The camp residents have been very upset since the construction of the wall began. There isn’t a day without stones, and not a day without gas. Aside from Shabbat. This Sunday, too, the camp was silent, and the border policemen disappeared, apparently because of the incidents on Friday. "They overdo it too much here," says the shutter man, Wahal Mohammed Ali, whose house in the camp was demolished a few years ago, along with another two dozen homes. "Why? Because I approached Pisgat Ze’ev. It wasn’t Pisgat Ze’ev that approached me. I’ve been here since 1967, and they came in 1995."
"You’re a settler," says Amla to him defiantly. "No, I’m a terrorist," replies the shutter man, from his red van. "They don’t want us here. We disturb the view of Pisgat Ze’ev. They look from the balconies and see a refugee camp. That disturbs their view."
Everyone here speaks good Hebrew, and most of them work in Jerusalem. Amla: "I want the world to know that if the situation continues this way, there will be a Vietnam here. If necessary we will open Vietnamese-type traps. We’ll do whatever we have to here, because we have nothing to lose. There is nothing more precious to us than our children and our elderly parents."
Shai of the PID is on the phone. He wants Amla to come to give testimony. Amla: "Send the investigators here, to see the scene of the incident. This incident did not come from nowhere. It came after an accumulation of many incidents. I’m not talking to you about politics. I’m talking to you about the behavior of your soldiers. I’ll give testimony here. Do you want me to tell you what happened, or do you want me to tell you what you want to hear?"
"I’ll call in another 10 minutes, and you decide if you want to come to give testimony," says Shai, hanging up forever, apparently. The PID is investigating.
Amla was married to a Jewish woman, a new immigrant from Argentina, who has been in Eilat since their divorce. Their four children are with him in the camp. They called one of their daughters Millennia, because she was born on the day when the millennium was supposed to begin according to the count of Nostradamus, as Amla explains to us. They called their other daughter Miari, after the hero of the book by Guatemalan author Miguel Angel Asturias, as Amla also explains.
He is an electrician who worked for six years for fat Itzik at Cafe Olga in North Tel Aviv, from where he remembers Judy Nir-Mozes Shalom, and afterward he worked as an installer of satellite dishes and converters for the YES satellite company. When he speaks about the poverty of his camp, he quotes from the film "The Silence of the Lambs," which said that people have a desire, as he puts it, for what they see around them.
"Do you know what it is to come back from an installation at Kibbutz Harel to this camp?" His sister lives in Calabria, Catalonia, north of Barcelona, where she married a local resident who converted to Islam.
"I’m a proud Palestinian, and I know that I’m your enemy. I know that this war will not end, and I know that your attitude toward my existence is like your attitude toward the existence of an insect, even though I have a blue ID card like yours. I heard that during the evacuation of Gaza they taught the soldiers how to show restraint and how to behave nicely. Here they train them in mercenary camps. They don’t care who gets hurt. You’re building a wall. I don’t think that it justifies such a large amount of gas. For every child who throws a stone, you punish 100 families. How far can a child get with a stone? If a child in Pisgat Ze’ev were to throw a stone, would you also use gas against Pisgat Ze’ev?
"I once had an argument with a border policeman. He told me: Keep an eye on the children so they don’t throw stones. I told him: I’m not your bodyguard. I didn’t invite you here, and I’m not responsible for your safety here. You, on the other hand, are my guest, and I’ll kill in order to protect you, but the soldiers are not my guests. We try to prevent the children from throwing stones, but when I saw that even after I disperse the children, sometimes by force, and I ask the Border Police to stop throwing grenades and they continue, I stopped trying to disperse them. The Border Police toss grenades in every situation. They’re suffocating us.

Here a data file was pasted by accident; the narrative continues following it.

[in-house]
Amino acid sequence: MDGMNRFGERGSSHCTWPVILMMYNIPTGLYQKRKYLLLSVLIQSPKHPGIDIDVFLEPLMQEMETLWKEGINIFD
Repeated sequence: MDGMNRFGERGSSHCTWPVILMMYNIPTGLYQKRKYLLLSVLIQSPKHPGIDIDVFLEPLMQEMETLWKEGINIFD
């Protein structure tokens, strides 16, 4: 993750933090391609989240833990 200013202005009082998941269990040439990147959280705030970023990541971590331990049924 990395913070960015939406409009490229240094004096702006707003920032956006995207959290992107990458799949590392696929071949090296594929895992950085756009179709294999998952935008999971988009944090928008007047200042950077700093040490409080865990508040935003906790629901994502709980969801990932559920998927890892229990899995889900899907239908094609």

"I’ve been here since I was born. All my life we used to go to the forest opposite. That’s the only place where the children can go. Pisgat Ze’ev is there, and now they’re building the wall, too. Where will we go? Where will the children go? There isn’t a single playground here in the entire camp. Let them take the blue ID cards. We have no problem with that. If a soldier wants to abuse me, he can do so even with a blue ID card."
Amla says that some of the children of the camp walk around with birth certificates in their pockets. There is probably no other place in the universe where children walk around with their birth certificates. The soldiers ask for their ID cards, and if they don’t have them, they sometimes have to show their birth certificates. There is a roadblock at the camp, and going out in the morning to the schools outside the camp, where almost all the residents have Israeli ID cards, is sometimes difficult.
Ibrahim Zalbani sits downcast at the entrance of the children’s Intensive Care unit at Hadassah Ein Karem. Occasionally he goes in to his son, covers his pale body, and leaves looking even sadder. He is 32 years old, with five children, and Abud is the "sandwich," as he puts it. He praises the care given to Abud in Hadassah, and the attitude toward him, and complains about the rudeness of one of the emergency room nurses at Hadassah Mt. Scopus. Abud’s grandparents sit with him, his mother goes back and forth between the children who remain at home in the refugee camp, and the hospital.
The attending doctor, Dr. Jack Brown: "The child arrived with a serious head injury, which we diagnosed according to external signs and a CAT scan. He underwent a head operation, and since then he has been anesthetized and on a respirator. He is still anesthetized and on a respirator, and there are signs of a gradual improvement. We are two days after the injury, and we have to wait a few more days in order to know his condition. He has a brain injury. We can assume that he will be handicapped, but it is still hard to know to what extent. In medical terms, the situation is serious and stable."